My last job involved supporting people undertaking complex projects. These folks undoubtedly had the requisite expertise and desire to complete these projects, but what often stood in their way was time management and digital workflows. My current work as a web designer and educational consultant now has its own set of privileges and responsibilities: I get to structure my day as I want, but I have to be self-directed in order to complete projects for multiple clients. After 20 years in academia and the professional world, I depend on efficient organizational processes not only to deliver more value to my clients, but also to protect my mental health and creativity.
Here are the tools I find indispensable in my current roles as a web designer and OER consultant.
1. Time clock software
Ever wonder where the day went? It's actually easier to find out than guesstimate! If you ever do contract-based work and bill hourly, or need to keep track of employees' hours for a small business, try On The Clock! It's what we use here at TAO Websites, and we love it. It allows us to track how many hours we're working and accurately invoice clients. It's super simple, and even free for companies with up to three people.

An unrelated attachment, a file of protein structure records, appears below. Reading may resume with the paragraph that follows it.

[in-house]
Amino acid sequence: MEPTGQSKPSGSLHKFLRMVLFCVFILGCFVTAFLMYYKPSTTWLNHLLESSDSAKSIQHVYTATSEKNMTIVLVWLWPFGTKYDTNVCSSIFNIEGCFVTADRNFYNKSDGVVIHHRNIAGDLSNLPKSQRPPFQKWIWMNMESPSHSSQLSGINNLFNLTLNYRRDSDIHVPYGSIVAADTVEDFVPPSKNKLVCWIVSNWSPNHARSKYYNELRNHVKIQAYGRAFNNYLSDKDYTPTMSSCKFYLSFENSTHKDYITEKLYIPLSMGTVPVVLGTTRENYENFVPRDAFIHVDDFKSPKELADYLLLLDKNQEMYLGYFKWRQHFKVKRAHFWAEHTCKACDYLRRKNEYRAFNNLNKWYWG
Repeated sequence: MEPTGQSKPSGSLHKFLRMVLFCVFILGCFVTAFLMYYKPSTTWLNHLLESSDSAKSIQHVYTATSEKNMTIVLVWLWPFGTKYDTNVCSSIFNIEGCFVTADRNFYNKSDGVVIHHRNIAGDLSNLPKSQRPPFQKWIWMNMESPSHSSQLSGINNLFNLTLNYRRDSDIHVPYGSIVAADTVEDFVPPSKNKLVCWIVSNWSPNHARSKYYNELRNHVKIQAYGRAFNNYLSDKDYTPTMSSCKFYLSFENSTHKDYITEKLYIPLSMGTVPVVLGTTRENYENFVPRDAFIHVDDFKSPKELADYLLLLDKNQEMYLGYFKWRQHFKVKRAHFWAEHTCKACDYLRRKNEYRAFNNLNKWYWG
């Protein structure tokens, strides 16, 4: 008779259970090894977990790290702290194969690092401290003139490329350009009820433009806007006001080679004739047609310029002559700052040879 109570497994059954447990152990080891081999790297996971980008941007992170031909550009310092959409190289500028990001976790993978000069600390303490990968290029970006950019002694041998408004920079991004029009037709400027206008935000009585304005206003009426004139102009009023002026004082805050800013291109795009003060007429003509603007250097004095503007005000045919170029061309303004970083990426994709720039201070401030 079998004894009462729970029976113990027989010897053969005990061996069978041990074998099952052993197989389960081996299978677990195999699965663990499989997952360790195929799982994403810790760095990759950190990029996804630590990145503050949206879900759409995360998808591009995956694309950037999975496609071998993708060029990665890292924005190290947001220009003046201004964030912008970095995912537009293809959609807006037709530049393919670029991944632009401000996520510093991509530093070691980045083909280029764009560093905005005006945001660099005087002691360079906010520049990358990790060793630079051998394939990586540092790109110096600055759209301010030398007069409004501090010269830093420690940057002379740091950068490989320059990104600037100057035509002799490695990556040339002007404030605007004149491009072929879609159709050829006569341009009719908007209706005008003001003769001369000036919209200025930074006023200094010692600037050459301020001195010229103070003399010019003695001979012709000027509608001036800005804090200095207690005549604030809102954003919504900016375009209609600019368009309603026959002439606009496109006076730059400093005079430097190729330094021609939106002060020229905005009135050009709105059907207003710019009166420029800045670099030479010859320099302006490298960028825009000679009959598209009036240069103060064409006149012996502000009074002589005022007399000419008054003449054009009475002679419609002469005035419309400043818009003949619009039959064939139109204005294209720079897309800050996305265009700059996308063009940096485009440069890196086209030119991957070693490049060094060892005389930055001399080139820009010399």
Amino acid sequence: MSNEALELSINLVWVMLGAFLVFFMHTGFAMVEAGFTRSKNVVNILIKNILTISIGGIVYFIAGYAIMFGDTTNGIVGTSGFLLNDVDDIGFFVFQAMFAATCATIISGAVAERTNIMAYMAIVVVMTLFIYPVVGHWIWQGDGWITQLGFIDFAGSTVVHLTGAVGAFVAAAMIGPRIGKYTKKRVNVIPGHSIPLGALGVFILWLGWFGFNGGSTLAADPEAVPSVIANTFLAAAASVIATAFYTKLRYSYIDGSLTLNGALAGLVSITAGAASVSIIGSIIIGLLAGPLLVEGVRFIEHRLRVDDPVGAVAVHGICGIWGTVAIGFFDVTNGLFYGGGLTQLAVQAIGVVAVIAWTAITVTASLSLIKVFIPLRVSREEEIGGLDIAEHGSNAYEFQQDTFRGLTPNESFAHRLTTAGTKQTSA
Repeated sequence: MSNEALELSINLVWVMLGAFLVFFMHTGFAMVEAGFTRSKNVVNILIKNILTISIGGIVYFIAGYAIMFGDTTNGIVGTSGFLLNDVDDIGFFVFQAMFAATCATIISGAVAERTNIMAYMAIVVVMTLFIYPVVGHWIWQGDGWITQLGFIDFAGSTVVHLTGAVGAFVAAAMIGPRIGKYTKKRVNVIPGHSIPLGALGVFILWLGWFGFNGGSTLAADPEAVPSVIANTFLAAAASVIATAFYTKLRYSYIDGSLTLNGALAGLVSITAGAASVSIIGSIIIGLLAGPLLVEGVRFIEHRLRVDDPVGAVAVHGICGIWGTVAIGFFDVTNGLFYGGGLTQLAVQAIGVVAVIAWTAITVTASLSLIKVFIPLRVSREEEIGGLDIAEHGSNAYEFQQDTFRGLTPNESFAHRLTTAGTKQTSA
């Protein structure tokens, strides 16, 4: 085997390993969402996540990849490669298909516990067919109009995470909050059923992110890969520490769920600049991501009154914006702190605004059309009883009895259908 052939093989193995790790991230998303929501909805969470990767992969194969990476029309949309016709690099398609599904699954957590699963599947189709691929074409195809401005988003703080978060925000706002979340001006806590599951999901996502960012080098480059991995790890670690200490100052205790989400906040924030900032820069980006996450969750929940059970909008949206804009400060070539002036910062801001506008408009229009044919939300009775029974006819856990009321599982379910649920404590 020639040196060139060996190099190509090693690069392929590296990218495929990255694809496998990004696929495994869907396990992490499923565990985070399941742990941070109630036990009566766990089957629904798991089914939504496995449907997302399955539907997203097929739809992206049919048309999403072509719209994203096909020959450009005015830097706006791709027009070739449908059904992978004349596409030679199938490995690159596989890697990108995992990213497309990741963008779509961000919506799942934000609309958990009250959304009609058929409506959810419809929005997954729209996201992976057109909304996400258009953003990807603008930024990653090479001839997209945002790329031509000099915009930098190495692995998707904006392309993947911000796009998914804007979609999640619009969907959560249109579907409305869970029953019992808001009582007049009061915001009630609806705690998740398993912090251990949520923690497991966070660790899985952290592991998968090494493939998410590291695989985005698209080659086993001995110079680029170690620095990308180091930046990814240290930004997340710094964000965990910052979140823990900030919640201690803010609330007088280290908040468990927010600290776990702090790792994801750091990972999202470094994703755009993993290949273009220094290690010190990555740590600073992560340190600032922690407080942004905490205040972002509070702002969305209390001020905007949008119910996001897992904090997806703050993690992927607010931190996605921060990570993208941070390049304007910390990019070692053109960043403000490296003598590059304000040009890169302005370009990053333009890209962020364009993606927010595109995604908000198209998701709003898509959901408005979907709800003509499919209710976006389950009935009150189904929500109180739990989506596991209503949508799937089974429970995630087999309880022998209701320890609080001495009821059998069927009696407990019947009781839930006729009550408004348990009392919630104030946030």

2. Central to-do list (for me, an analog notebook)
I recently read Getting Things Done: The Art of Stress-Free Productivity by David Allen and found the categories of his weekly review list helpful (though I refer to the list more frequently than that). I write a heading for each of my main active projects. This includes both personal and professional responsibilities. My projects usually include each of my active jobs and categories like Home/Garden, Family/Friends, Volunteering, etc. Under these project categories I'll have the next actions listed out. For example, under Home/Garden, I might have, Call garden center to see if a fig tree is available. This is more helpful to my future self than simply writing fig tree. My future self is more likely to act on something that seems easier.
In the past I've used digital tools like Google Tasks, but I have made a health decision to minimize digital engagement in my free time and prioritize exercising, reading, gardening, and spending face-to-face time with friends and family. The problem is, my free time is when I have some of my best and most creative ideas! I'm no spring chicken, so I know my great idea won't be there if I don't capture it right away. If I stop to use my phone to document the idea, it's too easy to get sucked into media I'm trying to limit: endlessly browsing news, social media, and the web. My solution? A print notebook! I find it restorative and less stressful to use my notebook throughout the day. Then, when I'm sitting down at my computer, I can address the computer-based action items on my list.